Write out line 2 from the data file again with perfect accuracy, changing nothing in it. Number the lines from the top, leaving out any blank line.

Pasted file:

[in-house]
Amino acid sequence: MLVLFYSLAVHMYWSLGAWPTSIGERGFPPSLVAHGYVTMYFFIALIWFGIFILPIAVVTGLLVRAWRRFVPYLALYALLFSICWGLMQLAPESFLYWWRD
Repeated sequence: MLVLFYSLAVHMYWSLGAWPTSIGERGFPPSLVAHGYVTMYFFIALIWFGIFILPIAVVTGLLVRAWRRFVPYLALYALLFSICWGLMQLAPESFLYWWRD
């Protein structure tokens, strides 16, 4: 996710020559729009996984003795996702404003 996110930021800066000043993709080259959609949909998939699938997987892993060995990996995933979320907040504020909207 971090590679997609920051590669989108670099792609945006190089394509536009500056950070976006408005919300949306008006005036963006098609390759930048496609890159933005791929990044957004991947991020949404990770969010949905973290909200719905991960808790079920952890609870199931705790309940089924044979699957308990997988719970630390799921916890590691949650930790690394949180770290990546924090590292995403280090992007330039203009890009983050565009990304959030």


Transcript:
Amino acid sequence: MLVLFYSLAVHMYWSLGAWPTSIGERGFPPSLVAHGYVTMYFFIALIWFGIFILPIAVVTGLLVRAWRRFVPYLALYALLFSICWGLMQLAPESFLYWWRD